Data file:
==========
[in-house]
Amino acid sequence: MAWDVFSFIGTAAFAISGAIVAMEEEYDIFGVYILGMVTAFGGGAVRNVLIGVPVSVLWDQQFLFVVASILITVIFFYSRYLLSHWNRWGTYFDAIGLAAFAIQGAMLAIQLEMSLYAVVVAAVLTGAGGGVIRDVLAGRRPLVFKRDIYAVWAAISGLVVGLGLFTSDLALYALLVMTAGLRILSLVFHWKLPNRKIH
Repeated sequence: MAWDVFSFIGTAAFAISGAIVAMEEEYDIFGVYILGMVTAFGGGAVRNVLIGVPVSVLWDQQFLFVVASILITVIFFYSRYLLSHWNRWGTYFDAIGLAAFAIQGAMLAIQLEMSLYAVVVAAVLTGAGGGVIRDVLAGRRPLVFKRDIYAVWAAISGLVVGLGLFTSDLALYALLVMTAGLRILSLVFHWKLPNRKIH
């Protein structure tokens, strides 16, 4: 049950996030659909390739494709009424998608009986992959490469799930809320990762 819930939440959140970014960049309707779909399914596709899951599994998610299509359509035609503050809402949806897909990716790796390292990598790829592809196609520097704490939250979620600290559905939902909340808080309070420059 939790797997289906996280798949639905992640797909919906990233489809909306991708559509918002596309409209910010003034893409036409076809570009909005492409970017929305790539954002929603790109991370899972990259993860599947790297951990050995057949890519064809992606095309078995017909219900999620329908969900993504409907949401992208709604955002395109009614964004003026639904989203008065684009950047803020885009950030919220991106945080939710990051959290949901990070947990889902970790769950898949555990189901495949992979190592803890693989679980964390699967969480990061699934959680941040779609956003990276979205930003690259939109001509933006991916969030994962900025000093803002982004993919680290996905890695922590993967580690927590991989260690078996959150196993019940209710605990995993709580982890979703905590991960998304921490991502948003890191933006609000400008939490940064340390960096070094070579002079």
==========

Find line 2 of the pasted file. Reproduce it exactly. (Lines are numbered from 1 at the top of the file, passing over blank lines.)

Amino acid sequence: MAWDVFSFIGTAAFAISGAIVAMEEEYDIFGVYILGMVTAFGGGAVRNVLIGVPVSVLWDQQFLFVVASILITVIFFYSRYLLSHWNRWGTYFDAIGLAAFAIQGAMLAIQLEMSLYAVVVAAVLTGAGGGVIRDVLAGRRPLVFKRDIYAVWAAISGLVVGLGLFTSDLALYALLVMTAGLRILSLVFHWKLPNRKIH